Few lines, but plenty of thrills, at Islands of Adventure this Christmas
Published: December 26, 2006 at 8:50 PM
Here we are, on the road in Orlando during the absolute worst week of the year to visit the Central Florida theme parks – the week between Christmas and New Year's. I used to work this week, as a cast member at Walt Disney World's Magic Kingdom, and every year I was amazed at the massive number of people who would cram into the parks, enduring hour-long waits for the attractions that rarely merited a single queue stanchion the rest of the year.
I'm violating all my advice by even thinking about visiting a park here this week. But with Laurie and I teaching, school vacations are now the only time we can get away. And with a new niece to meet among my Orlando-area relatives, here we are at Christmas.
But which park to visit?
Yeah, we went to IOA – Universal's Islands of Adventure. I knew better than to attempt the Magic Kingdom at Christmas. And since I wanted to spend only one day at a park this trip, due to our family visits, that knocked out the rest of the Disney parks. (We don't have any leftover Disney tickets, and I didn't want to invest in a new set of multi-day tickets with Natalie being 9, and needing to upgrade to an adult ticket the next time we visit.) If Disney still sold one-day tickets at a reasonable price, we'd likely have gone to Animal Kingdom, but Disney's “all or nothing” ticket philosophy left us looking at Universal or SeaWorld instead. And my six-year-old son's obsession with Spider-Man sealed it for IOA.
Now I know that Robert's Single Most Important Piece of Theme Park AdviceTM is to get to the park at opening. But IOA's 8 a.m. open today was 5 a.m. to west coasters like us. So I grudgingly conceded to my family a more realistic departure time of 9 a.m. from our Celebration Hotel.
I'm glad I did. For it turns out that, unlike Disney, Universal's a piece of cake on a rainy morning the day after Christmas. Arriving at 9:30, we walked up to our choice of waiting ticket booths. Inside the park, we found posted wait-times of five minutes (!) for Spider-Man, Hulk, Dragons, and Do-Right.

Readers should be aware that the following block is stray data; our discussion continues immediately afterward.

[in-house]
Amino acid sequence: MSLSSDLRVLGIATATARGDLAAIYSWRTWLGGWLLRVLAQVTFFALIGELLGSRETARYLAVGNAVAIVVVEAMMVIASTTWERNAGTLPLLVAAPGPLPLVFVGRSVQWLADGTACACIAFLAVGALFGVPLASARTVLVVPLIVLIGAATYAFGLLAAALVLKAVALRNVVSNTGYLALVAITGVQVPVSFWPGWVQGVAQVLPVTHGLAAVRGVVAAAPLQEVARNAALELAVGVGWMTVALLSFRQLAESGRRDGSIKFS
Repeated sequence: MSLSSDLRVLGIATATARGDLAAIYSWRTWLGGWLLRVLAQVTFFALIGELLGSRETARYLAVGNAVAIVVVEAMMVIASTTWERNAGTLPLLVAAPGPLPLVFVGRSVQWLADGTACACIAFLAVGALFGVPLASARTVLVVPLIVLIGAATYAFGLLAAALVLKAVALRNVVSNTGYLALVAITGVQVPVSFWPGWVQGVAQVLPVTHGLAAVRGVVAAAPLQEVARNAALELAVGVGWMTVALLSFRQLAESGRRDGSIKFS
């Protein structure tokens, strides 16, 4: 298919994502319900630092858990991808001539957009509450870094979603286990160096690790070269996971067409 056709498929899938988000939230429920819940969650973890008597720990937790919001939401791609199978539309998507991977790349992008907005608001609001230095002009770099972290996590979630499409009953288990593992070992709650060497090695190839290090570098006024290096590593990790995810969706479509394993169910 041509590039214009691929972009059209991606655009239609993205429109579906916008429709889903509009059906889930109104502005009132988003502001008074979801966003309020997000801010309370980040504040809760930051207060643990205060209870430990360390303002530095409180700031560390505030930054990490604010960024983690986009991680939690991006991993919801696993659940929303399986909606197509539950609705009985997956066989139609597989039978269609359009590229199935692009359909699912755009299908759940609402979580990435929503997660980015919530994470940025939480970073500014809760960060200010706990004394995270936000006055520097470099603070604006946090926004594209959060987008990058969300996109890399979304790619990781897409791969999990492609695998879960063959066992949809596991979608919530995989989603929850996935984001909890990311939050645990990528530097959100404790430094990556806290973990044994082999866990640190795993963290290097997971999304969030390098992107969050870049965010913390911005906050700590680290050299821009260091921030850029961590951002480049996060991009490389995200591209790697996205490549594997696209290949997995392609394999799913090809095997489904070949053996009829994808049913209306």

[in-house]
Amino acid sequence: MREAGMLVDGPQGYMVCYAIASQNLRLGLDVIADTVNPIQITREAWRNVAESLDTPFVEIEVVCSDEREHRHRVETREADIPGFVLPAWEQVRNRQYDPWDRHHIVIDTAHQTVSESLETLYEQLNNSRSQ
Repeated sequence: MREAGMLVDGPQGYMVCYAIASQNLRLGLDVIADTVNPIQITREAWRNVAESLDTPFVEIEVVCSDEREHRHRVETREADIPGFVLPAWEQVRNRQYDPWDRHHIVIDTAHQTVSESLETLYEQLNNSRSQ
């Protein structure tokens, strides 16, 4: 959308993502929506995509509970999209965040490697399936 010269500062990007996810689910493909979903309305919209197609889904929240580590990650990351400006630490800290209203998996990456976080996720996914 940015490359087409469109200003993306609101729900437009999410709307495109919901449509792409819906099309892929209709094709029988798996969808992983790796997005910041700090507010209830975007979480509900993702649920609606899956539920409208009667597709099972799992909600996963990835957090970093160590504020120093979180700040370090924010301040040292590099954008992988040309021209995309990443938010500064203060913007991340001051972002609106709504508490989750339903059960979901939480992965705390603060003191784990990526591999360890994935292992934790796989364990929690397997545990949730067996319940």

Are you kidding me?
I abandoned our plan to start in Seuss Landing and steered us left to walk on to The Amazing Adventures of Spider-Man instead. Thanks to a helpful assist from employee Jessica, we avoided a bathroom disaster, and knocked off our number one priority for the day immediately. As much as Laurie and I loved Spidey, we sensed the kids were a little rattled by the ride, so we decided to head back to Seuss Landing for our next ride.
In quick order, we hit The Cat in the Hat, both sides of the High in the Sky Seuss Trolley Train Ride, strolled through the Street of the Lifted Lorax, took a few pictures with Thing One and the Cat, then strolled over to Lost Continent for a quick ride on the Flying Unicorn, Natalie's first coaster and still her favorite ride anywhere.
Brian and Laurie walked ahead to the Camp Jurassic playground, where Natalie and I caught up with them and hung around for a while.
After that, we backtracked to Mythos for our scheduled lunch. The readers of a certain website keep recommending Mythos to me, so I figured I just had to check it out again. (Review to follow tomorrow.)
By the time we finished lunch, after 1 p.m., the crowds had arrived, though we didn't encounter a wait of more than 30 minutes all day. We rode the Caro-Seuss-El, the Cat in the Hat (again) and double-backed over to the Toon Lagoon.
Despite the moderate lines elsewhere, the cold, overcast weather kept everyone from the queues for Dudley Do-Right's Ripsaw Falls and Popeye & Bluto's Bilge-Rat Barges. Brian (“Um, I don't want to get wet...”) and Laurie begged off, so Natalie and I walked on both with no sign of any other visitors.
And, oh, did we get wet. While the theming of the Dudley Do-Right flume ride does not match the consistency of Disney's rival, Splash Mountain, Dudley clearly wins for a more enjoyable ride, with what seems a smoother double dip at the climax. Sitting alone in our log, I took the full blast of the wave after the final drop, while a squirt cannon around the bend quieted the trash-talking Natalie.
Fully soaked already, we hit Bluto's, confident we couldn't get any wetter.
But we did. This tub raft ride soakes its riders in every way imaginable, with waves, splash back, cannons, charges, streams and dumps coming from what seemed every direction. Dripping, Natalie and I waddled back to meet Laurie and Brian, before calling it a day with a second trip on Spidey.
More than a dozen rides, a leisurely lunch, and no waits of more than 30 minutes all day. I guess it is possible to have a thrilling, headache-free day at an Orlando theme park during Christmas week.
I just had to go to Universal.